I just love this 1953 advert for the iron: how times have changed! I wonder if Her Majesty had one to iron her coronation robes? The advert reads: –
New!, New!, New! Tilley Paraffin Pressure Domestic Iron. No Wires, -No Flexes.
Enjoy yourself in Coronation year! Do away with ironing day “blues” the Tilley way. The Tilley Paraffin Pressure Iron can give you more leisure and prevent frayed tempers in 1953! A completely self contained unit, it can be used in and out of doors, on holiday or at home. No wires or flexes to worry you; it saves time and money. Burns 4 hours on only 1/3rd pint of ordinary Paraffin. Finger-tip heat control and bevel-edged plate increases ironing efficiency. The streamlined cream enamelled body will last and last. In Coronation year and in the years that follow, Tilley Irons will prove themselves to be a friend to every housewife. Price 68/6 complete.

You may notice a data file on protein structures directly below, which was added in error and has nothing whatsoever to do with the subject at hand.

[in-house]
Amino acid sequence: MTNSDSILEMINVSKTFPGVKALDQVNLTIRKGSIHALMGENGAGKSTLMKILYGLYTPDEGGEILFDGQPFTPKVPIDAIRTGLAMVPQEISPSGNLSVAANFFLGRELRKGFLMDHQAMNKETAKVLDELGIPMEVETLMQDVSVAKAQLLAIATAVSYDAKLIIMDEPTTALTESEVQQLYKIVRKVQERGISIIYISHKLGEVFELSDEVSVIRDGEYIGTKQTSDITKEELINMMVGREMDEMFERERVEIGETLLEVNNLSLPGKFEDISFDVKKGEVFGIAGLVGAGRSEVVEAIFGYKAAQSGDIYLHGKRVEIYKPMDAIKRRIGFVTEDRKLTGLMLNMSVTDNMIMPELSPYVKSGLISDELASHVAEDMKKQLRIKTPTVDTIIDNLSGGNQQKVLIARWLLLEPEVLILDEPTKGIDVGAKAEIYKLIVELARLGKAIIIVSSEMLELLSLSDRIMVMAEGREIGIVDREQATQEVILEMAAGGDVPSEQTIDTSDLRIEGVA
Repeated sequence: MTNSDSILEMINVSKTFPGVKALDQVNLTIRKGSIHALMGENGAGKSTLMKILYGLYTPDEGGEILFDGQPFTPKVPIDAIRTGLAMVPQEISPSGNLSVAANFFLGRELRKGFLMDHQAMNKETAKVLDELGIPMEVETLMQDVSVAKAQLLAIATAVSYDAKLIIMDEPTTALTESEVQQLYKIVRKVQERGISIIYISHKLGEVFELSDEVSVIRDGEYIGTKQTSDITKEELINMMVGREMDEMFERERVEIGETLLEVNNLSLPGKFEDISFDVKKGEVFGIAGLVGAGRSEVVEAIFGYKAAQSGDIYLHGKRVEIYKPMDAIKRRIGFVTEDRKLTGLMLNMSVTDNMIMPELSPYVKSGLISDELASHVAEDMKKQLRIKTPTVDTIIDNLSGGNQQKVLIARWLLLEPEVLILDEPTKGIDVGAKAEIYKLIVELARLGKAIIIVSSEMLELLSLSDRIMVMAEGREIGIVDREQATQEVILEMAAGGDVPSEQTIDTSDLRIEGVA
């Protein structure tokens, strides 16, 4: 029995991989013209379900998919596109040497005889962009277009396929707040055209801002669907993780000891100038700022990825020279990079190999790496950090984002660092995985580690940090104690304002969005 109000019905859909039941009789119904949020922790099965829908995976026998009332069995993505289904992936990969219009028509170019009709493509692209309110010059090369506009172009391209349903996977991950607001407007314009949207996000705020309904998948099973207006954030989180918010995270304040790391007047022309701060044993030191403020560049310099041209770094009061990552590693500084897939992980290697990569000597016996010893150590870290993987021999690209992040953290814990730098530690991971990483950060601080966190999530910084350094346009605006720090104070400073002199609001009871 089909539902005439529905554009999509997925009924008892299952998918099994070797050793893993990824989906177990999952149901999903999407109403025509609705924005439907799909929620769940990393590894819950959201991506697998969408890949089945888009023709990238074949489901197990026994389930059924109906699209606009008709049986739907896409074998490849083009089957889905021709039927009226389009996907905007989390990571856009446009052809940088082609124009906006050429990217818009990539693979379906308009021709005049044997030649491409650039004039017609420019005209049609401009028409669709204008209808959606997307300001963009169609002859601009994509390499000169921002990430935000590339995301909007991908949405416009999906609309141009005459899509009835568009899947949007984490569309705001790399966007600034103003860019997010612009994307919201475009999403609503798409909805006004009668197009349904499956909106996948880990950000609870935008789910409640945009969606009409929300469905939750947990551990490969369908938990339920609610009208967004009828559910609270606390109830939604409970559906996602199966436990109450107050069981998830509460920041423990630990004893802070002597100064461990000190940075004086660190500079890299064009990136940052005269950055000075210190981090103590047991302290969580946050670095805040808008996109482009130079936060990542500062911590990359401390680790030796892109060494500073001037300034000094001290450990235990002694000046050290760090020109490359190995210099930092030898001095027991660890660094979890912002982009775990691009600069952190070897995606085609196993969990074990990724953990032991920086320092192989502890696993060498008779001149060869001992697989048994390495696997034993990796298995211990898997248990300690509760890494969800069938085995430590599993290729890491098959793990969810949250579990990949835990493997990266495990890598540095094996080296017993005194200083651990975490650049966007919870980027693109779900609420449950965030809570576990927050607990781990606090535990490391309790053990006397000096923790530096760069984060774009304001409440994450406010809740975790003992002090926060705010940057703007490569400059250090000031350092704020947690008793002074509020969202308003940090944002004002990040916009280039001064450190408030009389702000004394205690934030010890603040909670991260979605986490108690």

The design and functionality of the iron has changed considerably since the 1950s. Most modern irons seem to be able to do anything and everything, but I bet they won’t be considered as collectible as the old handmade irons of our industrial past.
Personally, I’ll be pleased once the self ironing/ hands-free irons (or robots) are cheap enough for us to have. Can’t be long to wait now! Just have a look at this SWASH (an invention from P&G and Whirlpool): it washes and irons clothes!
But wait, what if you want to be a non-crumpled camper? Do you take your fold away electric travel iron with you in your tent. No? Perhaps you need a 1953 paraffin heated iron in your suitcase!
Well readers, I hope you enjoyed my little meander through the origin of the humble clothes iron?
Thank you to Eiffion for allowing me to guest blog and I hope to have a chat with you all again soon, if Eiffion invites me to his blog again….